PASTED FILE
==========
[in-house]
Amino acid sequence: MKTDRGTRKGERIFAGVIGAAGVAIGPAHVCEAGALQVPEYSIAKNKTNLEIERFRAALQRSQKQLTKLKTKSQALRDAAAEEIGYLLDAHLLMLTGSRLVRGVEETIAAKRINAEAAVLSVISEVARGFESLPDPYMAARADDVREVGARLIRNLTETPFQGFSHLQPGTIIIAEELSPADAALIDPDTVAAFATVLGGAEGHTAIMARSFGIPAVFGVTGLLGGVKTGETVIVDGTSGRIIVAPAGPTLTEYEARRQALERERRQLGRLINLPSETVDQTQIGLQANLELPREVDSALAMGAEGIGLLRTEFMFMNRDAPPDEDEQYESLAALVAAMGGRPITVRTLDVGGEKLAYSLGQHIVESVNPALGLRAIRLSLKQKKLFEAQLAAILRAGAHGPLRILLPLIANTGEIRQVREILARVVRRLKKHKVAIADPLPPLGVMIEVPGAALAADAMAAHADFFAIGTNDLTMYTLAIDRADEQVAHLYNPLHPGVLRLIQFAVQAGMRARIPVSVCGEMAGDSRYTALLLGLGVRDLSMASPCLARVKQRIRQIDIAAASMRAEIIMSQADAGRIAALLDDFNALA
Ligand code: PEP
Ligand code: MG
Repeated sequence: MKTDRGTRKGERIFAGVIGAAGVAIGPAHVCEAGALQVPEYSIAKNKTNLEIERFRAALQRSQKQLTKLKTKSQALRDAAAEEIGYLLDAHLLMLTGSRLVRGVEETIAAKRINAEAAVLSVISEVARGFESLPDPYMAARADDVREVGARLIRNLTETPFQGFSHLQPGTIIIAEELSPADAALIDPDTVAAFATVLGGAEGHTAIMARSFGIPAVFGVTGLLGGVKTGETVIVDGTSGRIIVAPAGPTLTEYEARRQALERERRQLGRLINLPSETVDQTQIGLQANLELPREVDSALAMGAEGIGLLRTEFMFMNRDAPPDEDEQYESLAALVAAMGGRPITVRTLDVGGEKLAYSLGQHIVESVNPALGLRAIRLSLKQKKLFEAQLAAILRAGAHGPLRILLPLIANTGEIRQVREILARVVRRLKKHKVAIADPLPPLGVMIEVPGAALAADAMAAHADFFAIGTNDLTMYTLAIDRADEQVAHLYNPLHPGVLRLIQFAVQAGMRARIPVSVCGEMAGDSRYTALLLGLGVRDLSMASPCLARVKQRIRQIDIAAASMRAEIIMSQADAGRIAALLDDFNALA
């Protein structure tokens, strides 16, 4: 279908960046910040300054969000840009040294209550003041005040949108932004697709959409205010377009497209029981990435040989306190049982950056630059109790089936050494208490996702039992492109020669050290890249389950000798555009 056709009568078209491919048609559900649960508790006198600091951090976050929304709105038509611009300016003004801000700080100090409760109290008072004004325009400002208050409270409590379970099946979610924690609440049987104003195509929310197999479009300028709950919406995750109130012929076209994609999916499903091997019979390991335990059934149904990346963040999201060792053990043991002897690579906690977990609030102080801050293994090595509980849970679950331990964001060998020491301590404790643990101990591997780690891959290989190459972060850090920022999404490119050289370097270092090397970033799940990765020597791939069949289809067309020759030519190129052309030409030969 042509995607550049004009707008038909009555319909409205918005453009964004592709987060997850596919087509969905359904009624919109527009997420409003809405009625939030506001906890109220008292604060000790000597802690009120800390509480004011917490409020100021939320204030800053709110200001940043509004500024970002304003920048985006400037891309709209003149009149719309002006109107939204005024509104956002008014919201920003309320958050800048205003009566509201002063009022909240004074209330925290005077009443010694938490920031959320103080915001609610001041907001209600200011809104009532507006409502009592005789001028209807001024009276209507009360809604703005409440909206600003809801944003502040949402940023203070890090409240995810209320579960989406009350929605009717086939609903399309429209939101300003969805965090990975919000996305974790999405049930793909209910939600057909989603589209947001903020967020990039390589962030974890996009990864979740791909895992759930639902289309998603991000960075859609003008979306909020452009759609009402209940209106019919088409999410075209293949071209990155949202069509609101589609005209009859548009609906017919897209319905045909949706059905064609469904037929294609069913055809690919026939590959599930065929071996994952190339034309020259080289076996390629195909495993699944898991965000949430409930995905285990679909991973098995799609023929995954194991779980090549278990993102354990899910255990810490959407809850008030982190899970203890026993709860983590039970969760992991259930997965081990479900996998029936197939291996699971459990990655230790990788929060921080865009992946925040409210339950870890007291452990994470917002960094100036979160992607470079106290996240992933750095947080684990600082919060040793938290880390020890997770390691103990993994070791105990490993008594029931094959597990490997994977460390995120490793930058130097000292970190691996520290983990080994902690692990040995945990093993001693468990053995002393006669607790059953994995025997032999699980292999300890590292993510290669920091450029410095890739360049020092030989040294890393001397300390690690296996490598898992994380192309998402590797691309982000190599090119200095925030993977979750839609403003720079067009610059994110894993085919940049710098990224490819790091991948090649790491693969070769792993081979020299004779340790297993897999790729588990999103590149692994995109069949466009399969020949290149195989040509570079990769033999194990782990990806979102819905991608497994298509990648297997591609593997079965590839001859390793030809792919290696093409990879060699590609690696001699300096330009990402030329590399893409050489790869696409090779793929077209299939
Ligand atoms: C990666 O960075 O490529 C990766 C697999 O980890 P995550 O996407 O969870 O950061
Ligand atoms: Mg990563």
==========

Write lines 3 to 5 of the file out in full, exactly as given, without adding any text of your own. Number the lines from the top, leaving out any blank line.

Ligand code: PEP
Ligand code: MG
Repeated sequence: MKTDRGTRKGERIFAGVIGAAGVAIGPAHVCEAGALQVPEYSIAKNKTNLEIERFRAALQRSQKQLTKLKTKSQALRDAAAEEIGYLLDAHLLMLTGSRLVRGVEETIAAKRINAEAAVLSVISEVARGFESLPDPYMAARADDVREVGARLIRNLTETPFQGFSHLQPGTIIIAEELSPADAALIDPDTVAAFATVLGGAEGHTAIMARSFGIPAVFGVTGLLGGVKTGETVIVDGTSGRIIVAPAGPTLTEYEARRQALERERRQLGRLINLPSETVDQTQIGLQANLELPREVDSALAMGAEGIGLLRTEFMFMNRDAPPDEDEQYESLAALVAAMGGRPITVRTLDVGGEKLAYSLGQHIVESVNPALGLRAIRLSLKQKKLFEAQLAAILRAGAHGPLRILLPLIANTGEIRQVREILARVVRRLKKHKVAIADPLPPLGVMIEVPGAALAADAMAAHADFFAIGTNDLTMYTLAIDRADEQVAHLYNPLHPGVLRLIQFAVQAGMRARIPVSVCGEMAGDSRYTALLLGLGVRDLSMASPCLARVKQRIRQIDIAAASMRAEIIMSQADAGRIAALLDDFNALA